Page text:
We’re always interested in the surface features of the planets and moons in the Solar System, but that’s only skin deep. It turns out, these worlds have an interesting inner life too. Thanks to the science of seismology, we can peer into our planet and learn how it works… inside. And we’re about to take that technology to Mars.

We usually record Astronomy Cast every Friday at 3:00 pm EST / 12:00 pm PST / 20:00 PM UTC. You can watch us live on AstronomyCast.com, or the AstronomyCast YouTube page.

Visit the Astronomy Cast Page to subscribe to the audio podcast!

If you would like to support Astronomy Cast, please visit our page at Patreon here – https://www.patreon.com/astronomycast. We greatly appreciate your support!

If you would like to join the Weekly Space Hangout Crew, visit their site here and sign up. They’re a great team who can help you join our online discussions!

SpaceX is going to build a mini-BFR to launch on a Falcon 9

In September of 2016, Elon Musk unveiled his vision for a super-heavy launch vehicle, which would be SpaceX’s most ambitious project to date. Known as the Big Falcon Rocket (BFR), this massive launch vehicle is central to Musk’s plan of conducting space tourism with flights into orbit and to the Moon. It is also intrinsic to his vision of sending astronauts and colonists to Mars.

Ever since, the astronomical and aerospace community has been paying close attention to any updates provided by Musk on the BFR’s development. In his latest update, which was made via Twitter, Musk indicated that his company will be building a small, winged version of the massive spaceship component – the Big Falcon Spaceship (BFS) – which will be launch-tested using a Falcon 9 or Falcon Heavy rocket.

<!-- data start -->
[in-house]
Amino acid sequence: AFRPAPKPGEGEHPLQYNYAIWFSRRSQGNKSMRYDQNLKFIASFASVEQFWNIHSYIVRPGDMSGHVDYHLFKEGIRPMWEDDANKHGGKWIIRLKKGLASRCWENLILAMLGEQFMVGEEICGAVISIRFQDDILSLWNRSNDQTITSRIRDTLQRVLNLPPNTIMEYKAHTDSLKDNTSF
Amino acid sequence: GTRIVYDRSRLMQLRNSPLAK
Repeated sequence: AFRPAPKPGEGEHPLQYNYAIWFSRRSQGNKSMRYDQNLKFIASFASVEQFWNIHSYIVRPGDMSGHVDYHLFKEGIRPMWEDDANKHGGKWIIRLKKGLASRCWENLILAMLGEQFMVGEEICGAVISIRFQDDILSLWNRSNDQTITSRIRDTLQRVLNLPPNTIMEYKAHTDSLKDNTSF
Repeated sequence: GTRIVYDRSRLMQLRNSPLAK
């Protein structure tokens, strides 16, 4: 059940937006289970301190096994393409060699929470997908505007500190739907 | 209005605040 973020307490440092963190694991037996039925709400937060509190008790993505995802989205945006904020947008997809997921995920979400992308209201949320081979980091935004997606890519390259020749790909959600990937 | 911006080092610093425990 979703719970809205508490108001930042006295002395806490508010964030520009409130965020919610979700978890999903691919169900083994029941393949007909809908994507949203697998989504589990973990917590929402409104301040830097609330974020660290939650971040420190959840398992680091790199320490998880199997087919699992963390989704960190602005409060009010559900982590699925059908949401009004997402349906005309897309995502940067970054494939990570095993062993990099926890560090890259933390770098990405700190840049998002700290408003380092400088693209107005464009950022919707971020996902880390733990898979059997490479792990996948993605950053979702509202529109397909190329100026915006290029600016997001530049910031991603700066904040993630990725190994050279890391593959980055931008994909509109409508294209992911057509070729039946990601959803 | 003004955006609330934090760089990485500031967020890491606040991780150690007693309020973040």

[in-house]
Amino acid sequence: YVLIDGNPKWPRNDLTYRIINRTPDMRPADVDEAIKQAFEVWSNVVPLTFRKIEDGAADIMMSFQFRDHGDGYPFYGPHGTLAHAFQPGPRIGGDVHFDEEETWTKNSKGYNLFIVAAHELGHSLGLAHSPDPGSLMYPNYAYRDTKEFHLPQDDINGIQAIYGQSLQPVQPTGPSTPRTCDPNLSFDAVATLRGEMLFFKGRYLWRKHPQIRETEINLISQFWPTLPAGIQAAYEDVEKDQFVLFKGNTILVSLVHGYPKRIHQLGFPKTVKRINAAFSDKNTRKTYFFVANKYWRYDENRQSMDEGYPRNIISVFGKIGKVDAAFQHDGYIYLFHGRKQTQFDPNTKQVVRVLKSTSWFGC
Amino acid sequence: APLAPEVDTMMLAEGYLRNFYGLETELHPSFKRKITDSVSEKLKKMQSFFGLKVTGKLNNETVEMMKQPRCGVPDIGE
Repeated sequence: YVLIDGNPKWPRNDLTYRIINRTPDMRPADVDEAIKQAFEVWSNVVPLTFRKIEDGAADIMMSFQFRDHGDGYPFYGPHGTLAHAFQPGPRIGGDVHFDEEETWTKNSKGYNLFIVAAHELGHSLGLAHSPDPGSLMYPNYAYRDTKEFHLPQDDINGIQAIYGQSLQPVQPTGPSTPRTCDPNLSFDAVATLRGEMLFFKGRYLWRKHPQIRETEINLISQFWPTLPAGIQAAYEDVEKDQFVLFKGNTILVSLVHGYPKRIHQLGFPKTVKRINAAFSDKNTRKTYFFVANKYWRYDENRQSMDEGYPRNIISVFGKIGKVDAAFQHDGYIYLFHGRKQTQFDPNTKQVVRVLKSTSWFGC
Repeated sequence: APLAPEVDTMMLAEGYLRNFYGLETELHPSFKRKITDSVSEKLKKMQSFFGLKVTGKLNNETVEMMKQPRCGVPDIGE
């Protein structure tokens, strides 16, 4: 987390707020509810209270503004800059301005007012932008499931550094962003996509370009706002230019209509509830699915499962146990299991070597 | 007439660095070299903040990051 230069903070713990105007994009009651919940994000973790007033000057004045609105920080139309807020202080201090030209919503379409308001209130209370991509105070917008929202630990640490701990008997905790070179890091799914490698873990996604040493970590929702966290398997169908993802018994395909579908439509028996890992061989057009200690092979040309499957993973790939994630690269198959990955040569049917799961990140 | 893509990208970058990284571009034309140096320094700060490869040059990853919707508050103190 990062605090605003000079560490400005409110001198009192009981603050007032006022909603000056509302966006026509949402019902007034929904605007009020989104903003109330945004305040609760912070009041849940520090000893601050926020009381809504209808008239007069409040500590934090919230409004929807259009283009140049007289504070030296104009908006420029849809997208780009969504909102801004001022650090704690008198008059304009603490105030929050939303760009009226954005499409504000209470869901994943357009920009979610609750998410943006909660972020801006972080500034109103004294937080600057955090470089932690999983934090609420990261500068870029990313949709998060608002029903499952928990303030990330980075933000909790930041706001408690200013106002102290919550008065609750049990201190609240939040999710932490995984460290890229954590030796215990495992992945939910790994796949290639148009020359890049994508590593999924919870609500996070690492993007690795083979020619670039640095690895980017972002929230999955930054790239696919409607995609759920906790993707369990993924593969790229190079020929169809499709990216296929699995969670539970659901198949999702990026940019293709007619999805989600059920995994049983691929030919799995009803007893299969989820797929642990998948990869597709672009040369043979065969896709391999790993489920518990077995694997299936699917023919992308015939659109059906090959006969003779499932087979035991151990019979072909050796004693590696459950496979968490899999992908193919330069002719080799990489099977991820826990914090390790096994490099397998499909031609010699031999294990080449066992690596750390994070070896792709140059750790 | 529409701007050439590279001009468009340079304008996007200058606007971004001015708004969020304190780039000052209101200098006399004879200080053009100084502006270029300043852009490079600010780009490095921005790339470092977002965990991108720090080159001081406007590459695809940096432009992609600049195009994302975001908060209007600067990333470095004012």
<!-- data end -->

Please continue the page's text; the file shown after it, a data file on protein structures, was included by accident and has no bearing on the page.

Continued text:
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Ancient Star Found that’s Only Slightly Younger than the Universe Itself

According to the most widely-accepted cosmological theory, the first stars in our Universe formed roughly 150 to 1 billion years after the Big Bang. Over time, these stars began to come together to form globular clusters, which slowly coalesced to form the first galaxies – including our very own Milky Way. For some time, astronomers have held that this process began for our galaxy some 13.51 billion years ago.

In accordance with this theory, astronomers believed that the oldest stars in the Universe were short-lived massive ones that have since died. However, a team of astronomers from Johns Hopking University recently discovered a low-mass star in the Milky Way’s “thin disk” that is roughly 13.5 billion-year-old. This discovery indicates that some of the earliest stars in the Universe could be alive, and available for study.

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Mars InSight Lands on November 26th. Here’s where it’s going to touch down

In the course of exploring Mars, the many landers, rovers and orbiters that have been sent there have captured some truly stunning images of the landscape. Between Spirit, Opportunity, Curiosity, the Mars Reconnaissance Orbiter (MRO) and others, we have treated to some high-definition images over the years of sandy dunes, craters and mountains – many of which call to mind places here on Earth.

However, if one were to describe the region where NASA’s Interior Exploration using Seismic Investigations, Geodesy and Heat Transport (InSight) lander will be landing (on Nov. 26th, 2018), the word “plain” would probably come to mind (and it would be appropriate). This region is known as Elysium Planitia, and it is where InSight will spend the next few years studying Mars’ interior structure and tectonic activity for the sake of learning more about its history.